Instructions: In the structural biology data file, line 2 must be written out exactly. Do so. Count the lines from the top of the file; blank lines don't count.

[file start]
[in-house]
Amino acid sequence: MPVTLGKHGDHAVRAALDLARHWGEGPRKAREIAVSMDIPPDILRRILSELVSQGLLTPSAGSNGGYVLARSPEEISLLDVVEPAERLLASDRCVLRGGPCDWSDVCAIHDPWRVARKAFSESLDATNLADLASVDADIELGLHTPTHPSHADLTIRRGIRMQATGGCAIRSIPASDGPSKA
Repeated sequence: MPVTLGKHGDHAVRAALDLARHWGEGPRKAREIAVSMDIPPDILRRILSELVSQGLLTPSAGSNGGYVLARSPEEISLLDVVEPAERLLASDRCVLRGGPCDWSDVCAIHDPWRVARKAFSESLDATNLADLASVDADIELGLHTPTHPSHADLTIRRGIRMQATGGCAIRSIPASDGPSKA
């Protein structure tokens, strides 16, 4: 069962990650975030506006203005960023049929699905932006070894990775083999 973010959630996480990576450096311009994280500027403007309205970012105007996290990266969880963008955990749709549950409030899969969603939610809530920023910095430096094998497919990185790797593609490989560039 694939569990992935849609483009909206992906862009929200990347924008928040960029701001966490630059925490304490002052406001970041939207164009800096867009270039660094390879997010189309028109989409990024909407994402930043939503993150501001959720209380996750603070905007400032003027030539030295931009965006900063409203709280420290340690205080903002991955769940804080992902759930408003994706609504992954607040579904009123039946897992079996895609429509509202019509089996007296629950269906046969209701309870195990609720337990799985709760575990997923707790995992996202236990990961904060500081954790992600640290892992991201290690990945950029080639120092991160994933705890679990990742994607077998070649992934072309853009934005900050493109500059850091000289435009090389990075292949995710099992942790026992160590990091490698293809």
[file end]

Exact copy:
Amino acid sequence: MPVTLGKHGDHAVRAALDLARHWGEGPRKAREIAVSMDIPPDILRRILSELVSQGLLTPSAGSNGGYVLARSPEEISLLDVVEPAERLLASDRCVLRGGPCDWSDVCAIHDPWRVARKAFSESLDATNLADLASVDADIELGLHTPTHPSHADLTIRRGIRMQATGGCAIRSIPASDGPSKA